Muliebrity


This poem carries a note of awe as well as circumspect. The author is very careful not to reduce the girl to an abstract concept; an image; a metaphor. For her, this girl is a universe unto its own – she seems to declare that no one has the right or should have the right to use this girl as a representation or a symbol – she is her own person. The poem deals a lot with definitions and preconceived notions. As opposed to poems such as Farmhand, the poem does not glorify stereotypical features of gender, but rather questions the stereotypes and calls the readers to engage with the poem with more of a critical outlook – the poem makes you think!

Let’s sink our teeth into this poem.

Line 1 – Contemplation (thought so much). First person. Girl – simple, without any adjective or embellishment. This denies any narrow, constricting definition of the individual she is going to speak about. One major implication of using the first person is that the thoughts and opinions or feelings articulated will be SUBJECTIVE. This means that it is a very personal experience birthed out of the mind of the reader. But as we move along the poem we realize that this writer is someone who does not lean on preconceived notions or easy, yet general and essentialist ideologies or words and phrases. She is keenly self-reflexive and is very cautious as not to fall prey to the popular and prevalent gender stereotypes promulgated.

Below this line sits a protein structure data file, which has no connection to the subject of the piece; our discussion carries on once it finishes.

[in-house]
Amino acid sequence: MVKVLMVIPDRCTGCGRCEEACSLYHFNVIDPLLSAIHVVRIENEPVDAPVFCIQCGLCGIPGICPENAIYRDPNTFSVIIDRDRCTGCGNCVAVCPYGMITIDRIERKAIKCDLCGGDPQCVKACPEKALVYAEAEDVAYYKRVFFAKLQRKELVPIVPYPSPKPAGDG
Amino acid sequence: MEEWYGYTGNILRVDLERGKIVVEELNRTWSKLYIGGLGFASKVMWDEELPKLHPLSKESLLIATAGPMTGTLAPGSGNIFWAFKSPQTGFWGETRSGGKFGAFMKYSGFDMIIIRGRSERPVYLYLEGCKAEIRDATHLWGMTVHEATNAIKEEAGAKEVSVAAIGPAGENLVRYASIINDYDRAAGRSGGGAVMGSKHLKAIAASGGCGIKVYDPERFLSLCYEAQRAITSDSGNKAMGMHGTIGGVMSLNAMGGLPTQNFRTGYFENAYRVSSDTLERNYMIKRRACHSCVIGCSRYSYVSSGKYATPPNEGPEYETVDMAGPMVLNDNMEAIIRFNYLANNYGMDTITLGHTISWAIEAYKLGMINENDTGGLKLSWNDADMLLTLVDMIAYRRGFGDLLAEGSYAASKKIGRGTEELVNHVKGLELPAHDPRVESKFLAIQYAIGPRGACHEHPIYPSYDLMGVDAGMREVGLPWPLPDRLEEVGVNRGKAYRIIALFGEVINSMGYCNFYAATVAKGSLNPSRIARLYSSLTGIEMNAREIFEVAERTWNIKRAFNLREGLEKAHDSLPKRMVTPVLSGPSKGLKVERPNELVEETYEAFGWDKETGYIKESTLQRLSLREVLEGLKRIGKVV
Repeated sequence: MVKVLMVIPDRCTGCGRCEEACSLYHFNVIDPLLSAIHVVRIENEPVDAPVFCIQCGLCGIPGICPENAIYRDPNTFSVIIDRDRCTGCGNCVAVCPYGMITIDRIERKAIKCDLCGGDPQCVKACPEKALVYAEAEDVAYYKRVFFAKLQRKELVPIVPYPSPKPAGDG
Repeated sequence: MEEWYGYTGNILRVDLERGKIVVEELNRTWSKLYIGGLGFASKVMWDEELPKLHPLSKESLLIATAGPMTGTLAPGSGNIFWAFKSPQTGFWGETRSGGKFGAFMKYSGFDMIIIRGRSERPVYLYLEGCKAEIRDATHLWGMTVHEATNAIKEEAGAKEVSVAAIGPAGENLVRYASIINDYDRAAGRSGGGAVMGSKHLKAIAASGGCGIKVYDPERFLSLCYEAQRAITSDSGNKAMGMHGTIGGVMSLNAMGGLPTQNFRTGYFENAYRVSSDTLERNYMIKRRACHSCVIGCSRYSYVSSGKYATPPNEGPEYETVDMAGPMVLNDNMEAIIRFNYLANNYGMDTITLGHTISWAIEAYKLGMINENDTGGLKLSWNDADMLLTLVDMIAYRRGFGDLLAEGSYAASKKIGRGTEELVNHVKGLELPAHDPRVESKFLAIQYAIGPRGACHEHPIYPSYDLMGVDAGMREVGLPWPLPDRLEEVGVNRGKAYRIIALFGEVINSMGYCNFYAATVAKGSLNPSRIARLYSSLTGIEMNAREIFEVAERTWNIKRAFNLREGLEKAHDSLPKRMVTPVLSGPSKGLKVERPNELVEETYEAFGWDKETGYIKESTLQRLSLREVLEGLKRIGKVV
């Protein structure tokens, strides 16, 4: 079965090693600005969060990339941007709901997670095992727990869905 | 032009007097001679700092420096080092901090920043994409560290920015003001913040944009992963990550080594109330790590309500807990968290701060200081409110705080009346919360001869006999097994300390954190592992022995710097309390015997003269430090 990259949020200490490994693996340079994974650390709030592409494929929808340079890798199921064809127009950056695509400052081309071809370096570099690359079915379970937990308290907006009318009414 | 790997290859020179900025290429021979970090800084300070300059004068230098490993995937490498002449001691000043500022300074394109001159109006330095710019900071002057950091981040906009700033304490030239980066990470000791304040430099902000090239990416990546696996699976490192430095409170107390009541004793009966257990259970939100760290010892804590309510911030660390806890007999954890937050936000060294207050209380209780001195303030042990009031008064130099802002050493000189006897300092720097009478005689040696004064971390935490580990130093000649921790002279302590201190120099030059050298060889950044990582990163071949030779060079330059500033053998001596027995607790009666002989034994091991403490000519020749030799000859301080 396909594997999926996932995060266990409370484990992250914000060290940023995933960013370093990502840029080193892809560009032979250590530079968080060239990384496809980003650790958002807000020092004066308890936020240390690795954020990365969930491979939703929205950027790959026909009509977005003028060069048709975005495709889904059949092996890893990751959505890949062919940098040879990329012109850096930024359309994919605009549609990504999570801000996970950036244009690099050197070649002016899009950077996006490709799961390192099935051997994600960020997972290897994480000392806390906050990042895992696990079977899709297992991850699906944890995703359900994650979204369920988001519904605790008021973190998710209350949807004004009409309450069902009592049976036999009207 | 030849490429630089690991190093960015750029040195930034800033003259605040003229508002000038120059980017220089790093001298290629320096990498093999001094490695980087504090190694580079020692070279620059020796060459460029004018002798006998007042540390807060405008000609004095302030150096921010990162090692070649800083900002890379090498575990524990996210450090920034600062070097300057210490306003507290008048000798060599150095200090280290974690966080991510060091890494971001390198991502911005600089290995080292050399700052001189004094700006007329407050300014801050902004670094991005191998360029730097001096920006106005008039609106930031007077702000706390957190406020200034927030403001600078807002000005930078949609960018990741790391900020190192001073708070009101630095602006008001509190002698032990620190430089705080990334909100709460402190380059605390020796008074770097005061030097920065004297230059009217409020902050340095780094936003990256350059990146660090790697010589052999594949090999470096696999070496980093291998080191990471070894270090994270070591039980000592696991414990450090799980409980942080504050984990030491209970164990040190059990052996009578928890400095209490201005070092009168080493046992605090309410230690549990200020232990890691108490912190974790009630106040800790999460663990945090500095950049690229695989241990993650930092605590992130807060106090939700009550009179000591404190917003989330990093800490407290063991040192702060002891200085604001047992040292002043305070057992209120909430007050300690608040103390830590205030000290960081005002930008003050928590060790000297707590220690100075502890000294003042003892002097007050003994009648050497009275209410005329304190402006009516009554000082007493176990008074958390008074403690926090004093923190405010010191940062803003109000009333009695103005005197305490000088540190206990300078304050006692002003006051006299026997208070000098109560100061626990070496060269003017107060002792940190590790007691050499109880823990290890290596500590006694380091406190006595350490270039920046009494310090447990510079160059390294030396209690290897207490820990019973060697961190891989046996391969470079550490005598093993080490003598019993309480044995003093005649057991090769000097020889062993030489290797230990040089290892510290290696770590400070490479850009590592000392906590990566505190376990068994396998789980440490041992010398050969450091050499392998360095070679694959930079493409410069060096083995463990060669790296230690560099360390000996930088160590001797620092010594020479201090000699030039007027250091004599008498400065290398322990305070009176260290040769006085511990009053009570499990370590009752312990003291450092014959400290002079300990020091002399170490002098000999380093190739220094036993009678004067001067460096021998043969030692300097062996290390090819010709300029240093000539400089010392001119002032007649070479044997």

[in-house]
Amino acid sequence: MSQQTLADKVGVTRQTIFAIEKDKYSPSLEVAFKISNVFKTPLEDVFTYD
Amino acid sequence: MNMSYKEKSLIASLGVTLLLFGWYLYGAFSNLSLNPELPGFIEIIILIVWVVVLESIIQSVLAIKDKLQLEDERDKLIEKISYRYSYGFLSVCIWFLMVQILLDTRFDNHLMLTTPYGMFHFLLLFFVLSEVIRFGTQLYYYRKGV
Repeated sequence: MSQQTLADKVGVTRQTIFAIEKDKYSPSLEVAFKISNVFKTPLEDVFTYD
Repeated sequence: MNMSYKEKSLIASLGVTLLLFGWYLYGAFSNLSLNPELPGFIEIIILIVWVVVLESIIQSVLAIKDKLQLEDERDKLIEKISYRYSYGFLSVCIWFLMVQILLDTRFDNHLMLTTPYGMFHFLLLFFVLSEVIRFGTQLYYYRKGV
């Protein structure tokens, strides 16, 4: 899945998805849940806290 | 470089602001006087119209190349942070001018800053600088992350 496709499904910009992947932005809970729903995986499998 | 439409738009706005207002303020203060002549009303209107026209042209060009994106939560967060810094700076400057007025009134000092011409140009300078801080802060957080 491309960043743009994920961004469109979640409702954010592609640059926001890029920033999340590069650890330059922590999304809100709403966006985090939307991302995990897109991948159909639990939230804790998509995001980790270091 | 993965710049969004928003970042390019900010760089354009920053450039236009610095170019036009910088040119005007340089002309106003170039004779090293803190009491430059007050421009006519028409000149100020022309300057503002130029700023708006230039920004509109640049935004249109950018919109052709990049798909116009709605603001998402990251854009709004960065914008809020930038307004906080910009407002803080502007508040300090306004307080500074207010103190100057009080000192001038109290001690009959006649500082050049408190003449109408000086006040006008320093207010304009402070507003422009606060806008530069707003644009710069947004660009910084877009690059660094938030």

Line 2 -4 – she gathers cow-dung. It is a wide, round basket which probably could carry a significant amount of dung. Cow dung may be a repulsive image to you. It may disgust you and make you want to puke; or nauseous. But wait. Let’s move forward in the poem, to understand how the poet treats these pieces of excrete – or how she treats the person (the girl) who treats these as treasure! If you read the last two words, it reads ‘a particularly promising mound of dung.’ This hints at the way the poet perceives cow-dung and by extension how Indians view it. Now this is crucial to your understanding of the poem. Go ahead and google ‘cow dung in India’ and you may read how it is used for many things as fuel, manure, insect repellents, disinfectants among other things. Seen in this light, we can no longer treat cow dung as the abject object of repulsion. It may be feces, but once we are able to confront that immediate gut reaction, we may be able to respond to it more objectively as a natural part of the cycle of life.

The Radhavallhab temple is also significant as the poem revolves around a woman and the task of describing her without defining her in limiting ways. Radhavaballah temple dedicated to Radha is a place of worship to goddess Radha. How is she perceived?

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